Even so, we specifically spoke out about the injustice of denying energy to the impoverished peoples of the world. A green world filled with poverty, disease and hunger is not a world anyone should desire to create. The technologically advanced nations need to take the lead in developing new, cleaner, more efficient energy sources to replace the dirty technologies of the past—if not out of humanitarian altruism then from enlightened self interest. All of this will be detailed in our next book, which we hope to release in early December.

But people ARE the problem!

To many, that is. With talk of forced abortions, sterilization and other horrendously anti-human ideas, it is apparent that many of the eco-whackos hate their own species - they aren't interested in science, since this is ideology/religion to them. It constantly amazes me that some who believe in the ruthless, merciless process of evolution would bother to worry about those that can't make it in the current evolutionary environment. It is what it is, right?

Atmospheric Solar Heat Amplifier


I'm no modelling expert. This result from a model only works if you believe that the models work. Since as you argue in your book that there are many reasons why the models do not work, why should we take this work as valid.

Presumably, the models that have been used suffer from the same weaknesses as the others. For example, not delaing with clouds and precipitation. Correlation is not causation.



Modeling as a tool

A good and reasonable question, Paul. I have often warned about the overuse of computer models or, more specifically, the miss-use of models. But that does not mean that modeling is totally useless. On the contrary, modeling is an important tool and can actually uncover unsuspected physical phenomena if done correctly. This application is not an attempt to model the whole of Earth's global climate system for 100 years into the future. Instead, the researchers made many modeling runs for restricted periods of time and compared the results against known empirical data. In other words, they used physical reality as a check on their modeling experiment.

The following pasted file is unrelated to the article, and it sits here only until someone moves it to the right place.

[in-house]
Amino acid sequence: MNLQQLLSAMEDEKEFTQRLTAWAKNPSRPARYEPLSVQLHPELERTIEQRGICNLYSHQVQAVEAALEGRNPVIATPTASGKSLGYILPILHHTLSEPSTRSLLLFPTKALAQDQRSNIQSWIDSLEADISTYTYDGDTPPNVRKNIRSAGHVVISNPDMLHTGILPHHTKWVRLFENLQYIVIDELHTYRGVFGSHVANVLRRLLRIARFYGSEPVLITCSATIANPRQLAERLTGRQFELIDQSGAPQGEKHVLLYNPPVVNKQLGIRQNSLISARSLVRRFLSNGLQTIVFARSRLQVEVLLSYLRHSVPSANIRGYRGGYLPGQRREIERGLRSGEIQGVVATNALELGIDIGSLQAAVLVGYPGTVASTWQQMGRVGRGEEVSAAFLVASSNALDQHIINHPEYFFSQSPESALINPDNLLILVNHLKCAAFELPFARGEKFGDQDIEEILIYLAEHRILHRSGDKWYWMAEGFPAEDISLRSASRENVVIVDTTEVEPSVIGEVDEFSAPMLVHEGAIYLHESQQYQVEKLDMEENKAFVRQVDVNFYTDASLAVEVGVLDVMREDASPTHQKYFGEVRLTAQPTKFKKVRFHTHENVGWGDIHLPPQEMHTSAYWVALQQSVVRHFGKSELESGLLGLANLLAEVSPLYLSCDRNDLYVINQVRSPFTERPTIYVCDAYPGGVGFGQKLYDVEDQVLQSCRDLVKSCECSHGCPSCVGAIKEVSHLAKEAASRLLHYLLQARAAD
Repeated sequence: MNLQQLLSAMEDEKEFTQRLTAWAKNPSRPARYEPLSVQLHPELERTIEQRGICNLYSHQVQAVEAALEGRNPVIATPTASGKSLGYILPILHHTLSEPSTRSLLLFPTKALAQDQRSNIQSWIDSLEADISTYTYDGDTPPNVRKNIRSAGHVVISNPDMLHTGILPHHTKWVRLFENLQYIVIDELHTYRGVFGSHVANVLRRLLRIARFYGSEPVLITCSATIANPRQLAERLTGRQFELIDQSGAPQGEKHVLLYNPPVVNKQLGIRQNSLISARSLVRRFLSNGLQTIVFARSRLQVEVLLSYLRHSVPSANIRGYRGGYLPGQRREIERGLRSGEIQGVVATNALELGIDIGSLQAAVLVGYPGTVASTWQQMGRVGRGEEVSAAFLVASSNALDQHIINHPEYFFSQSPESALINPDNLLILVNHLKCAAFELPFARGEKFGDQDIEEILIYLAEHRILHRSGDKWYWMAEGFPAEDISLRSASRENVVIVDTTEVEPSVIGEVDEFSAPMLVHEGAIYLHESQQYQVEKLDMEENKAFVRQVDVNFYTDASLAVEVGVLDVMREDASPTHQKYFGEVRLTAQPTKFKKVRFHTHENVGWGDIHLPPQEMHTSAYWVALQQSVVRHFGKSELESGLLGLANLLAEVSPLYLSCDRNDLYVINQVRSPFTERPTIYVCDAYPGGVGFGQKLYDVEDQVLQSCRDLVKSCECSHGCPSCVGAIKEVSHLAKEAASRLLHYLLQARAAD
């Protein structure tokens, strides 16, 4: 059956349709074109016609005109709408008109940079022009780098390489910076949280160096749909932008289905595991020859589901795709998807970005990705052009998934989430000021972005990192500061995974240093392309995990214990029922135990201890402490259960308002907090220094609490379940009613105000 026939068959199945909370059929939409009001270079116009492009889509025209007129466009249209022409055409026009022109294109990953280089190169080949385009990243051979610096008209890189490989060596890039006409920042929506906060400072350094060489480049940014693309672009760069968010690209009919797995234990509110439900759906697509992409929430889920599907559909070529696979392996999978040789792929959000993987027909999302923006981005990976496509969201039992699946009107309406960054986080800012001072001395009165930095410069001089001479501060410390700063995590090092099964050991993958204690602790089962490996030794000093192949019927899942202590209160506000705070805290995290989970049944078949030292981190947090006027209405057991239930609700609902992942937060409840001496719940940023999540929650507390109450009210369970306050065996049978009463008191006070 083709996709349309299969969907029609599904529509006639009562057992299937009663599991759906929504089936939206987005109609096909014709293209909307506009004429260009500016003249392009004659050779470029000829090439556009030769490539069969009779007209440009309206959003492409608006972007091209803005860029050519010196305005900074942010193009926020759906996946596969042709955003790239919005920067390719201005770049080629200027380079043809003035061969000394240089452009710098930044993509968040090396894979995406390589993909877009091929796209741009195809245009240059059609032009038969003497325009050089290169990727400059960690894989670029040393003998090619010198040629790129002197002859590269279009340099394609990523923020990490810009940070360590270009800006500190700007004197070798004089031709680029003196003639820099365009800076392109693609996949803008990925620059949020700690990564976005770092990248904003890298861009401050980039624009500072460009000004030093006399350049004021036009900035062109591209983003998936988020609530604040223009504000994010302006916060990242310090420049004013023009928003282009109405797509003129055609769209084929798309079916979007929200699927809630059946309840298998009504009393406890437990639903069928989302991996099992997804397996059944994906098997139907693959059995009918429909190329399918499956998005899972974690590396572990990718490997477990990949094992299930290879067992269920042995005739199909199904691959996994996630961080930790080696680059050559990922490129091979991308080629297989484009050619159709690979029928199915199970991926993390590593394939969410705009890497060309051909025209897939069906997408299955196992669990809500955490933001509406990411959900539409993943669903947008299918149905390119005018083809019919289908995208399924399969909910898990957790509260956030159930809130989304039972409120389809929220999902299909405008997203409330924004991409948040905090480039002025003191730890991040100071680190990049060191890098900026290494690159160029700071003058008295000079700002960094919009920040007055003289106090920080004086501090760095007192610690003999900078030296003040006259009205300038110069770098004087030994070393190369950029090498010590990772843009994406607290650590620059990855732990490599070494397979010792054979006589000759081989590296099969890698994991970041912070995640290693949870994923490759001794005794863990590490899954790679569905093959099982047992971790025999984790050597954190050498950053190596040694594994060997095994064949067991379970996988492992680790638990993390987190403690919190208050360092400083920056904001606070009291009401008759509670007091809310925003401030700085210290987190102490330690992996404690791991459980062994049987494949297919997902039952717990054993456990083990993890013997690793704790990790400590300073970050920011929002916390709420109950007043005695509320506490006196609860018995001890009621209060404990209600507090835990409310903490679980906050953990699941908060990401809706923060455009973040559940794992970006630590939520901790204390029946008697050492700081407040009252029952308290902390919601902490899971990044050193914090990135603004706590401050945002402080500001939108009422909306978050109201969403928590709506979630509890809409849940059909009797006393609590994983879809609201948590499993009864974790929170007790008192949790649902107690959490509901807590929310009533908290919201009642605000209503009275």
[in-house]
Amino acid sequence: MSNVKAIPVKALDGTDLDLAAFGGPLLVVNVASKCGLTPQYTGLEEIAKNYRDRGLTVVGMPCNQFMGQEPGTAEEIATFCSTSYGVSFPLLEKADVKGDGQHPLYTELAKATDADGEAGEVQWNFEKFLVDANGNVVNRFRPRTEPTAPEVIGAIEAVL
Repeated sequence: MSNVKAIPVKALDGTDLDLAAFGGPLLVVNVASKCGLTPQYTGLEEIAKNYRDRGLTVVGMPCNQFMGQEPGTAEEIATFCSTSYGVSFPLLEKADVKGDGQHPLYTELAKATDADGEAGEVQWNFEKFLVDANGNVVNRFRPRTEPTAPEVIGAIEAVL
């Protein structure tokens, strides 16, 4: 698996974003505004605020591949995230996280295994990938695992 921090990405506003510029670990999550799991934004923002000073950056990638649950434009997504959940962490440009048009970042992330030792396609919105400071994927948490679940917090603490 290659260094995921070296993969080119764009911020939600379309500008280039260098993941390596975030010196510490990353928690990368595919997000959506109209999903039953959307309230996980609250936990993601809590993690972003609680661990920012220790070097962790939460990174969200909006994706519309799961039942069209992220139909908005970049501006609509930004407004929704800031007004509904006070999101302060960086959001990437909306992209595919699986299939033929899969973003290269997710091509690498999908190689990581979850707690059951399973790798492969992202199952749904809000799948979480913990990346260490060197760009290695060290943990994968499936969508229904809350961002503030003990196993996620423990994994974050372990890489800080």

This does not mean that their hybrid model should be taken as an exact replication of how the Earth system works, it is not. Likewise, the amount of amplification they calculated should not be taken as fact: it is but an estimate that says “there's something promising to look into here.” As I said in the article, more observations are necessary to confirm if this amplifier effect is really present and to quantify how great a boost it gives the impact of solar variability.

What I do find most encouraging is that, even in the face of negative reaction from the traditional climate change community, this new research has been published in one of the most prestigious scientific journals around. This is a sign that finally scientists are looking for other causes for climate change and not just reflexively blaming CO2 for every upward tick of the thermometer.




Does your skepticism of models also apply to the "Man-Made Global Warming" models?

What modelling does

Modelling extrapolates a particular set of assumptions and guesses into unknown or new areas, preferably ones which can then be tested (at least in representative samples) to see if the assumptions and guesses are logically consistent with observation. If the model fails, we know for sure that some one or more of the assumptions are wrong. If the model matches the new, test observations, we know that the model has not yet been disproven. It can then be tentatively used to predict more situations and conditions, until it is found once again to disagree with reality, at which point a new hunt for the mistaken assumption or guess embedded in it can begin. And so on.

General Semantics' fundamental motto: "The map is not the territory." No statement or model exactly matches the reality it refers to. Some are REALLY far off, other less so. It's only a matter of degree.